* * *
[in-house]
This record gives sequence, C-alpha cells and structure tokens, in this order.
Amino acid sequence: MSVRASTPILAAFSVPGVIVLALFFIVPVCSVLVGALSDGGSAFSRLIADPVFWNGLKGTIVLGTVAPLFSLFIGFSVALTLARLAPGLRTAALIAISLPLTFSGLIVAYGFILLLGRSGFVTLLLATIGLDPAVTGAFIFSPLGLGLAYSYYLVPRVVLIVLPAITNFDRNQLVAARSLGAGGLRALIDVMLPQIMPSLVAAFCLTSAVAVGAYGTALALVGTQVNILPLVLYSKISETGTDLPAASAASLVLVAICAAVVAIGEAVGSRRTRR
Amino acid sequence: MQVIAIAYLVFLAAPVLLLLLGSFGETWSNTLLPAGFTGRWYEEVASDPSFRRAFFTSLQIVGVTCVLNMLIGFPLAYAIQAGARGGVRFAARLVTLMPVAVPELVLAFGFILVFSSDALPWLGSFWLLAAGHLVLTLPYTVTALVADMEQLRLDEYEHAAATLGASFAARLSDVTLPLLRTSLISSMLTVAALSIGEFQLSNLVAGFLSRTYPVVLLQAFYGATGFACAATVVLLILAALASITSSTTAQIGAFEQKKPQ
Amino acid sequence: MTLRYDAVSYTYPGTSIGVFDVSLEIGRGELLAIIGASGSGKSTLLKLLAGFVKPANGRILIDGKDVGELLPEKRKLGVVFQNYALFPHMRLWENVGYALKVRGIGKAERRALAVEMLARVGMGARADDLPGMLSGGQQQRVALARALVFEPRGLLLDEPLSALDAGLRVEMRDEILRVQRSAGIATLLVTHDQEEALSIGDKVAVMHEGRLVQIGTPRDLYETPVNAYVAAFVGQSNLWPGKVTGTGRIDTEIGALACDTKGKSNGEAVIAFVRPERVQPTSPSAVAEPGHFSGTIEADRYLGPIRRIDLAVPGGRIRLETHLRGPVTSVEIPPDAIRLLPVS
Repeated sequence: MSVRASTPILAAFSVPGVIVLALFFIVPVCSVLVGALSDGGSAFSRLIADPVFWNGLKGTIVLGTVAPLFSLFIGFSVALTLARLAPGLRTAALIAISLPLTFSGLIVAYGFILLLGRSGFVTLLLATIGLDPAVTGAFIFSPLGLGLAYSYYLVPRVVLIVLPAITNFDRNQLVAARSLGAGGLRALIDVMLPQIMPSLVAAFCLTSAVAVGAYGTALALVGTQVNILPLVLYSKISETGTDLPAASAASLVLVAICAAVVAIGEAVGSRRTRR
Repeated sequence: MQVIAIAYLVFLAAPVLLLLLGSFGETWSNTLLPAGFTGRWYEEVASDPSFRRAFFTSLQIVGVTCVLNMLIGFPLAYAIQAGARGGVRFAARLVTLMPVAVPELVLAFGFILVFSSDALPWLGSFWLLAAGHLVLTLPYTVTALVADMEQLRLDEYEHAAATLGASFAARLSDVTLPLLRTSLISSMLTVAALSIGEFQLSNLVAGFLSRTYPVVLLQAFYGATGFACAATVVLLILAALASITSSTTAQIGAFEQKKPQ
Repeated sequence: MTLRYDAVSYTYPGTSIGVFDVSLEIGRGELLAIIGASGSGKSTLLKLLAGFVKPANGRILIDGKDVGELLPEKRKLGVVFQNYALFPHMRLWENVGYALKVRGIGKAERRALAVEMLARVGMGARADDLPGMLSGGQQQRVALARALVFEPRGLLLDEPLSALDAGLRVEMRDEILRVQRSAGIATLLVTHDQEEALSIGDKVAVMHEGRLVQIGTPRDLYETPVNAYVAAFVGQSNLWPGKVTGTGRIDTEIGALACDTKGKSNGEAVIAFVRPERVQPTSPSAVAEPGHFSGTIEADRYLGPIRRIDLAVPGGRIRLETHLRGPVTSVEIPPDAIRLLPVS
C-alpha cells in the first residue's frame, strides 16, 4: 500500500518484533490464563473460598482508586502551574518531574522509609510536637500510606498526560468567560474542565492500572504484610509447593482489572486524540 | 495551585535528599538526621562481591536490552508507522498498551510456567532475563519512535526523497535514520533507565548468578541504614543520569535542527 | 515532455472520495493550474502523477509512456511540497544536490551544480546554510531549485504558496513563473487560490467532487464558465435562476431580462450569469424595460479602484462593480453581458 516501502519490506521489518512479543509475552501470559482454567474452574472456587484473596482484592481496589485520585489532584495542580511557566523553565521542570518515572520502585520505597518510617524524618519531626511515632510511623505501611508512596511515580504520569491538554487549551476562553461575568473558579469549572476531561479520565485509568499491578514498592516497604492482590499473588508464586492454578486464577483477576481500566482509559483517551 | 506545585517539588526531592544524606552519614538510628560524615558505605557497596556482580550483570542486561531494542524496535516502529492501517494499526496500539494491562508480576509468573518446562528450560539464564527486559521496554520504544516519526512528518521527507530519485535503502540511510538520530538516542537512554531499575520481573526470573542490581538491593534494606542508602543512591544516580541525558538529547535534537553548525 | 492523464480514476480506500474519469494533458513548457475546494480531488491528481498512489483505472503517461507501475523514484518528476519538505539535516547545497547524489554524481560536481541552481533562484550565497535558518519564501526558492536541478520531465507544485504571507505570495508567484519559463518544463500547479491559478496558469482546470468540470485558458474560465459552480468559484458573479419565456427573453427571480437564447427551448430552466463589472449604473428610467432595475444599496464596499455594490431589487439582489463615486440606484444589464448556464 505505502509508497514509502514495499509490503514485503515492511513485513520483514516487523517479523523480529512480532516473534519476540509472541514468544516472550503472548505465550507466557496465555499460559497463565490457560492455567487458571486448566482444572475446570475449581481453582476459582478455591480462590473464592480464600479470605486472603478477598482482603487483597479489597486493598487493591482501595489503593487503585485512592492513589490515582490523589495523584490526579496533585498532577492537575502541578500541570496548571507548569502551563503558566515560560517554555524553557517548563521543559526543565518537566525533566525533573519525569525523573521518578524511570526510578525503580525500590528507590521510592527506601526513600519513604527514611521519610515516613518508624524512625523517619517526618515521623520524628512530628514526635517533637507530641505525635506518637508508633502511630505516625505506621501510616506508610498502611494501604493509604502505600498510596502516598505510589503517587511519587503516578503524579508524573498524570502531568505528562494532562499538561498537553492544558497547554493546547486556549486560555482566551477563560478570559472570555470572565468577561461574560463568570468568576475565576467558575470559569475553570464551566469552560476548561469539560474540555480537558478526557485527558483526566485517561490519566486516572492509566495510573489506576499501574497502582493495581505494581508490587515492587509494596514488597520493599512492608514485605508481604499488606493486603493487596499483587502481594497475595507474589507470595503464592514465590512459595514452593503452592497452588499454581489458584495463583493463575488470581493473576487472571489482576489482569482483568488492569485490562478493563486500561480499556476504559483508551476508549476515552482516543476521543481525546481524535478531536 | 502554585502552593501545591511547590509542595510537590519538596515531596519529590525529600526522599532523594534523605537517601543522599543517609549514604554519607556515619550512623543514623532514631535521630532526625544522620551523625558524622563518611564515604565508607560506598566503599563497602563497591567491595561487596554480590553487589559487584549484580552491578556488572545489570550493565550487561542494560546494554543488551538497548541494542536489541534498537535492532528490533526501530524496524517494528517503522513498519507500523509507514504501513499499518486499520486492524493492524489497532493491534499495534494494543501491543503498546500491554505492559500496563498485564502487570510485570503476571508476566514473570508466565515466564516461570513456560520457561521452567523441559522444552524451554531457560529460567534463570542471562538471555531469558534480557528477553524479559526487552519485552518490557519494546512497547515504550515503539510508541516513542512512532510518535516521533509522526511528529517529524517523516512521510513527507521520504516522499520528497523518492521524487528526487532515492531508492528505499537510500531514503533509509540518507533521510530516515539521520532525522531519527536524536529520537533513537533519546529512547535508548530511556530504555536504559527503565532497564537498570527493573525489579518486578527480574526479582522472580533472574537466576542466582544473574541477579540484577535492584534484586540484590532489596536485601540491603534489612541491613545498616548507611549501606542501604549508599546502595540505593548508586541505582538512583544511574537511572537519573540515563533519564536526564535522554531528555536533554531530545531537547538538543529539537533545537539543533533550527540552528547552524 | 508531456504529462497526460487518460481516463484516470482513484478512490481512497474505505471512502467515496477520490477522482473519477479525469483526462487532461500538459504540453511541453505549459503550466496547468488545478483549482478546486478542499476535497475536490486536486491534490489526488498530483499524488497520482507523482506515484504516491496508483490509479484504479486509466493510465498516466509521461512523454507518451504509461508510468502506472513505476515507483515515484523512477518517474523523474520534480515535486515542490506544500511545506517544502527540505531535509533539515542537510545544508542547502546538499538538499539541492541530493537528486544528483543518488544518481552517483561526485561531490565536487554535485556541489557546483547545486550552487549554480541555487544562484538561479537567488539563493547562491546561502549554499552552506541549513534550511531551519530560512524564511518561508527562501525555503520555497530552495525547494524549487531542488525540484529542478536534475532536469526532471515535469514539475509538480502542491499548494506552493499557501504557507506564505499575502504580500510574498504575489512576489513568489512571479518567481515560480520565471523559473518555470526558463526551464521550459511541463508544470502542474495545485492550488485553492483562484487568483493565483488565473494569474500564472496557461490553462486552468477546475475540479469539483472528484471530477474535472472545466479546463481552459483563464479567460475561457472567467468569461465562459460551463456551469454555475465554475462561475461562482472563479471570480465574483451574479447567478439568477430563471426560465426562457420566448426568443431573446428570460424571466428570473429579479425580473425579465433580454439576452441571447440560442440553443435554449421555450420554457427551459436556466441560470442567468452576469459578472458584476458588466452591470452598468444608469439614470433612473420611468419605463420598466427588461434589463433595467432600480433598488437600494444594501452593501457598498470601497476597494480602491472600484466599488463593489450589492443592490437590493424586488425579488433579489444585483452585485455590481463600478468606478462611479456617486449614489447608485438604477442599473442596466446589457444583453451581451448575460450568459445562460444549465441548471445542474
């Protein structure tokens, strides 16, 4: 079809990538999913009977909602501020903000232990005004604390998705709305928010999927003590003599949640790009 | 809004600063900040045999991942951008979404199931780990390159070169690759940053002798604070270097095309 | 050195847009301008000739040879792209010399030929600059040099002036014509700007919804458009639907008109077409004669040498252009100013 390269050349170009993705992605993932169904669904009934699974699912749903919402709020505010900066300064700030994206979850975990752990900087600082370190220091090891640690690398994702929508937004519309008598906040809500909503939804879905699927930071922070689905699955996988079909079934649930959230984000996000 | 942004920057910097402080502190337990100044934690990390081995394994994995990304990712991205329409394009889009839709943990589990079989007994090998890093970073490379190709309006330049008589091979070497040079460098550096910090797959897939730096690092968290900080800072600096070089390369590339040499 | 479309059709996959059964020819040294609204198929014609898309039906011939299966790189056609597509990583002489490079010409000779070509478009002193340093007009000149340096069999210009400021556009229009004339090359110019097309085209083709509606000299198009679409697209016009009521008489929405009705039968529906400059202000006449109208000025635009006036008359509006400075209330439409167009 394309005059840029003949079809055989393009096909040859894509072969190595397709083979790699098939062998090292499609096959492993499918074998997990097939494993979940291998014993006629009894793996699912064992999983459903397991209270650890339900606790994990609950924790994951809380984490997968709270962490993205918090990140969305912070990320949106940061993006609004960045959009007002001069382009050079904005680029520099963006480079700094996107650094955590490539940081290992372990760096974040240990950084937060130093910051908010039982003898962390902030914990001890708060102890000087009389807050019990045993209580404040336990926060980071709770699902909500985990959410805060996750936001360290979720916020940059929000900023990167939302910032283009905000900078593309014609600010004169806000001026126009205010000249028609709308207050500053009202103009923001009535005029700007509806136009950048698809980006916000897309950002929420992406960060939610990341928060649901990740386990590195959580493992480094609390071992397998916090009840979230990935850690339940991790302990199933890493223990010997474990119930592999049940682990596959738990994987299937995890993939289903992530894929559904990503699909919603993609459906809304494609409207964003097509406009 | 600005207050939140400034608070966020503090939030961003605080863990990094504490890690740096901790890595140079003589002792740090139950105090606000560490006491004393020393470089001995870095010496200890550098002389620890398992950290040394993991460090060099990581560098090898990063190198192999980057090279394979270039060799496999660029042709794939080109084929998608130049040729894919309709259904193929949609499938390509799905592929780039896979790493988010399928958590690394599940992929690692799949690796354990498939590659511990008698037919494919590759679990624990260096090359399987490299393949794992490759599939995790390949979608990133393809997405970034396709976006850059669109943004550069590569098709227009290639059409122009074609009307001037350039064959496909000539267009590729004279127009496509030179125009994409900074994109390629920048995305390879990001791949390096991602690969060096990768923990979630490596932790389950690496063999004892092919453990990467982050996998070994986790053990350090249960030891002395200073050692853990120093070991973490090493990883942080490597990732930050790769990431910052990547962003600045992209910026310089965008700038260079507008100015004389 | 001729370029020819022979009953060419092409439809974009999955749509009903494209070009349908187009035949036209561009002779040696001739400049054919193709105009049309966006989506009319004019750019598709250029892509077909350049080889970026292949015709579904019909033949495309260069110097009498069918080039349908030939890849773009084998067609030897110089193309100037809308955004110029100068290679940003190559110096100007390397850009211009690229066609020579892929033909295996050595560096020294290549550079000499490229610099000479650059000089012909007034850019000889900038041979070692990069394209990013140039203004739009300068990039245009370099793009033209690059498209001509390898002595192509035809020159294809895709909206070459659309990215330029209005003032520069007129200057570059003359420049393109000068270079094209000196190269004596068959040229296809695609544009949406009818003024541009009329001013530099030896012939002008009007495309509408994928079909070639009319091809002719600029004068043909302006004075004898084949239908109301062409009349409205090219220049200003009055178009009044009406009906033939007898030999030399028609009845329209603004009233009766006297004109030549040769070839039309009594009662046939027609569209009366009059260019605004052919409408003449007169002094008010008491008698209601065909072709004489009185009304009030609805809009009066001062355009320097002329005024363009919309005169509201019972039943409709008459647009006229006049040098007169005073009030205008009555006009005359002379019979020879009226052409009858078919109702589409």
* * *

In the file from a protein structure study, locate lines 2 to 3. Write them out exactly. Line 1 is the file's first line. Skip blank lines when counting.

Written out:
This record gives sequence, C-alpha cells and structure tokens, in this order.
Amino acid sequence: MSVRASTPILAAFSVPGVIVLALFFIVPVCSVLVGALSDGGSAFSRLIADPVFWNGLKGTIVLGTVAPLFSLFIGFSVALTLARLAPGLRTAALIAISLPLTFSGLIVAYGFILLLGRSGFVTLLLATIGLDPAVTGAFIFSPLGLGLAYSYYLVPRVVLIVLPAITNFDRNQLVAARSLGAGGLRALIDVMLPQIMPSLVAAFCLTSAVAVGAYGTALALVGTQVNILPLVLYSKISETGTDLPAASAASLVLVAICAAVVAIGEAVGSRRTRR